Last summer, Marissa Caylor (’10) lived and worked in Ankara, Turkey as a participant in BU Law’s Summer International Internship Program (SIIP). There she learned not only about a new culture, but a new way of conducting law.
While abroad, Caylor worked on cross-border projects and international commercial arbitration cases at a Turkish law firm. “I had never been to Turkey before, nor did I speak any Turkish,” she said. “But I started studying it as soon as I was accepted.”
Caylor’s responsibilities included advising clients interested in litigating in U.S. courts, and she also worked on a project involving a segment of a crude oil pipeline spanning from Russia to Europe.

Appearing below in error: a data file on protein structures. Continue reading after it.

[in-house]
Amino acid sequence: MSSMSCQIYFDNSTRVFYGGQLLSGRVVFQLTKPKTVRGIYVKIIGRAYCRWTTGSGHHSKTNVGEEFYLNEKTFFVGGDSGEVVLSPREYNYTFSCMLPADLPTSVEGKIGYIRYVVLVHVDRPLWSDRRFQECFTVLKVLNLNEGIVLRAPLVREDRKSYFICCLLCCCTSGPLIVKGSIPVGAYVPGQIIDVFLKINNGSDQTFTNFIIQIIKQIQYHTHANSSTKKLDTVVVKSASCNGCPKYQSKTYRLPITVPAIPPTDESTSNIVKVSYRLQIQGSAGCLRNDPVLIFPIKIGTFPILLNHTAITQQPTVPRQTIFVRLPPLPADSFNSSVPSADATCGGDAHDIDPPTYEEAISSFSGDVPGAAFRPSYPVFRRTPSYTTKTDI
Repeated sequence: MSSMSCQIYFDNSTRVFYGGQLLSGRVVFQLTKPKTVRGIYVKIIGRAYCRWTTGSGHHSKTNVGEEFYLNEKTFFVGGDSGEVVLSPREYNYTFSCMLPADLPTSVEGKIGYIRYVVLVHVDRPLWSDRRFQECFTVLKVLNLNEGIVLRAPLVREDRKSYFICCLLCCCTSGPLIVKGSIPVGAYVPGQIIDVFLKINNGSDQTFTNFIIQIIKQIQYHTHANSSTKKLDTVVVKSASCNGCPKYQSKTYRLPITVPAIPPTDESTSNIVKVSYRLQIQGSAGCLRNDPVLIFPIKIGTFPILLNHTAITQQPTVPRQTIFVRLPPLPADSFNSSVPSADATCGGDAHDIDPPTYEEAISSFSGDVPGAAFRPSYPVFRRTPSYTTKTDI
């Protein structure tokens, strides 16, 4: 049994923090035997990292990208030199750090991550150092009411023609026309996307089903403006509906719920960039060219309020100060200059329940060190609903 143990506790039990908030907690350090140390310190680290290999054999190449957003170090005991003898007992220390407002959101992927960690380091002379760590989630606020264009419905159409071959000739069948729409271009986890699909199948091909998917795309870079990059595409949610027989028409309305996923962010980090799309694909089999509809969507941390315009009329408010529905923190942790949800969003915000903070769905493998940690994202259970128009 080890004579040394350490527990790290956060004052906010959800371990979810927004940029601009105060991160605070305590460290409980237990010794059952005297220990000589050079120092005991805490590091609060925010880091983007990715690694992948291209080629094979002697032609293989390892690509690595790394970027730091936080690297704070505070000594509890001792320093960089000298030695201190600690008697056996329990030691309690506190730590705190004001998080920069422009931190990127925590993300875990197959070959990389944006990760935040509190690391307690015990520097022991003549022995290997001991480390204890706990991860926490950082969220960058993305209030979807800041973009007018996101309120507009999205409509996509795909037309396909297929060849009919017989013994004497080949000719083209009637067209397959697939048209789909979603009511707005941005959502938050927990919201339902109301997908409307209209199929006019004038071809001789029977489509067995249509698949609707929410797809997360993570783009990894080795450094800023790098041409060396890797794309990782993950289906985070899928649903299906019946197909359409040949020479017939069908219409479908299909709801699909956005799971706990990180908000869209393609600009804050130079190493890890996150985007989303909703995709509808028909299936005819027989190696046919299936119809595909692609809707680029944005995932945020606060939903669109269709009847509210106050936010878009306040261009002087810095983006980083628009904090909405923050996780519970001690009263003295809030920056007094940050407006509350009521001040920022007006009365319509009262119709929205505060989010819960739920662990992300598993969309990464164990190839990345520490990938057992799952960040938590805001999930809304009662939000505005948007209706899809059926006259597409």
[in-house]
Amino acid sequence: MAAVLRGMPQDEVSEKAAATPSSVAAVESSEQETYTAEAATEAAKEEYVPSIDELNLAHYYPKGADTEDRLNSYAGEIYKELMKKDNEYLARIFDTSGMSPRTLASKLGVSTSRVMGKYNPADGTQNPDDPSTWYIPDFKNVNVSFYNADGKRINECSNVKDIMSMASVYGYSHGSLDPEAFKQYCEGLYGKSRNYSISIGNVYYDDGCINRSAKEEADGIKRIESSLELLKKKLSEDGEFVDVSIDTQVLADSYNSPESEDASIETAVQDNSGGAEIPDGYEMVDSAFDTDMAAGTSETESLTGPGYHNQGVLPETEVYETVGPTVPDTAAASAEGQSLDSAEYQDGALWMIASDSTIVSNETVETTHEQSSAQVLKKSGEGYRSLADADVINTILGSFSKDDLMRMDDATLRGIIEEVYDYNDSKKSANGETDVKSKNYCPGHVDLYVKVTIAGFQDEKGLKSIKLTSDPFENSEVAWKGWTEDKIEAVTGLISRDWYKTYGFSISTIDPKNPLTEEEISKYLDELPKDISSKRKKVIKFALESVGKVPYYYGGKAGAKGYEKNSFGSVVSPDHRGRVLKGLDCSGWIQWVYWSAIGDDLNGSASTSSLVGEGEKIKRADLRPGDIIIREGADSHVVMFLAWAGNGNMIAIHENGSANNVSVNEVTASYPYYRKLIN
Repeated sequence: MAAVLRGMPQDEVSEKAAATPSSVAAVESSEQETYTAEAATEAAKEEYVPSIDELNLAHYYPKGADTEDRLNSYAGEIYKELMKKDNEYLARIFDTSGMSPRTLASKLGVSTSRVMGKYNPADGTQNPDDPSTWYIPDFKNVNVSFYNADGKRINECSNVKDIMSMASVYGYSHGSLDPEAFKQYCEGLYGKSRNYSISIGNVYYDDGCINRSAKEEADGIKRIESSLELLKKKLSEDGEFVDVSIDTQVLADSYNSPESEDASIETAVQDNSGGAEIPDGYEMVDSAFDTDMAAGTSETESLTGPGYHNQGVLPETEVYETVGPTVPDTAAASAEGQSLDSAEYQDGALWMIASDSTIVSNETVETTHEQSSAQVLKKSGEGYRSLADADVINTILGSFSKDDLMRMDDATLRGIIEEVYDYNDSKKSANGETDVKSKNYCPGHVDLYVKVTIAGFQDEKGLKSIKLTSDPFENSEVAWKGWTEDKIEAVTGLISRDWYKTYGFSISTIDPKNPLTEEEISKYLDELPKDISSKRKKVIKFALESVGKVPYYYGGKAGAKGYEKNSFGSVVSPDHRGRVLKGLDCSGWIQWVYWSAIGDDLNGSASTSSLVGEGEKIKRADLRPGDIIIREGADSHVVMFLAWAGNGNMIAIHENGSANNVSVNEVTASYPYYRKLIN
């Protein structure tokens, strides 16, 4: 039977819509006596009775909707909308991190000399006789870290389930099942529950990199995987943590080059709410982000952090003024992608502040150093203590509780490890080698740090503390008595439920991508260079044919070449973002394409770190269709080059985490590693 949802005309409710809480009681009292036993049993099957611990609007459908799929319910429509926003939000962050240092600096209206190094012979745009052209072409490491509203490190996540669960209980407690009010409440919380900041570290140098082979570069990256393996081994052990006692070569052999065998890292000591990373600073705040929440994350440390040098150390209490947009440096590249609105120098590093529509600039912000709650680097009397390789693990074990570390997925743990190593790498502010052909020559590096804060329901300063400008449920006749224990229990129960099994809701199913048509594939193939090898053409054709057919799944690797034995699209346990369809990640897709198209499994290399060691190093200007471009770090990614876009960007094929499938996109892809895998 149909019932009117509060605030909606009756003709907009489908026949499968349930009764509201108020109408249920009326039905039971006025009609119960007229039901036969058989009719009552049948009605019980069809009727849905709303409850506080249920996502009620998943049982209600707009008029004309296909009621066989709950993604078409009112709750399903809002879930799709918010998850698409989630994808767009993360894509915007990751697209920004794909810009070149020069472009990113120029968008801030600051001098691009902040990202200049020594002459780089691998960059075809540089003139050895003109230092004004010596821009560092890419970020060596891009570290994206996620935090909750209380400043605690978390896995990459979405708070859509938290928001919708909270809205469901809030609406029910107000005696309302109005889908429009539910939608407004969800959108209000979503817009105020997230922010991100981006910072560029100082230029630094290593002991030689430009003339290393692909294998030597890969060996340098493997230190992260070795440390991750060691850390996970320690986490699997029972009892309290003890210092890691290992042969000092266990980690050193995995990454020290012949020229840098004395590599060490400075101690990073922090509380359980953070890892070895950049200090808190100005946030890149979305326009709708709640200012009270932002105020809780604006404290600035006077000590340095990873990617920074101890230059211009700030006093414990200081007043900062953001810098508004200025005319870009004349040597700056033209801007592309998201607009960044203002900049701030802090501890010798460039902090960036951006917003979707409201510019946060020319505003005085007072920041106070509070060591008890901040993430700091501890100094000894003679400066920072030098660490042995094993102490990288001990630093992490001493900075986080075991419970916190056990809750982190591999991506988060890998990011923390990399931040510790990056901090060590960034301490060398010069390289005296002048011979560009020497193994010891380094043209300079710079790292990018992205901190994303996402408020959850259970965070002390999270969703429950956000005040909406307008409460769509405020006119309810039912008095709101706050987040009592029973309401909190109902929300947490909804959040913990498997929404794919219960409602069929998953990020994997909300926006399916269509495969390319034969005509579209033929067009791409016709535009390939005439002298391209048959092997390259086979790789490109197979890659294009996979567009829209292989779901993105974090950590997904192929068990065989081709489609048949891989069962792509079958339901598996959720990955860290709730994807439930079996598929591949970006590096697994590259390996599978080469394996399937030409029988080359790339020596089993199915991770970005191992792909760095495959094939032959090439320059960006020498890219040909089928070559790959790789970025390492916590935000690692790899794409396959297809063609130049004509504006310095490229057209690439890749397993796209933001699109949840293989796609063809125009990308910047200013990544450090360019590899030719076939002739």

“Law firms in Turkey encourage a level of intimacy between coworkers and with clients much differently than in the U.S. When the firm takes on a large case, everyone in the firm works on it together,” said Caylor. “It’s a lot about building relationships. Drinking tea and building trust first, then doing business.”
Caylor admits that it’s harder to work in Turkey than in America. “You have to be more independent and culturally sensitive. I had to learn a language, a new business culture and system of law. Those are challenges that aren’t present in Boston.”
-Reported and produced by Nora Dunne
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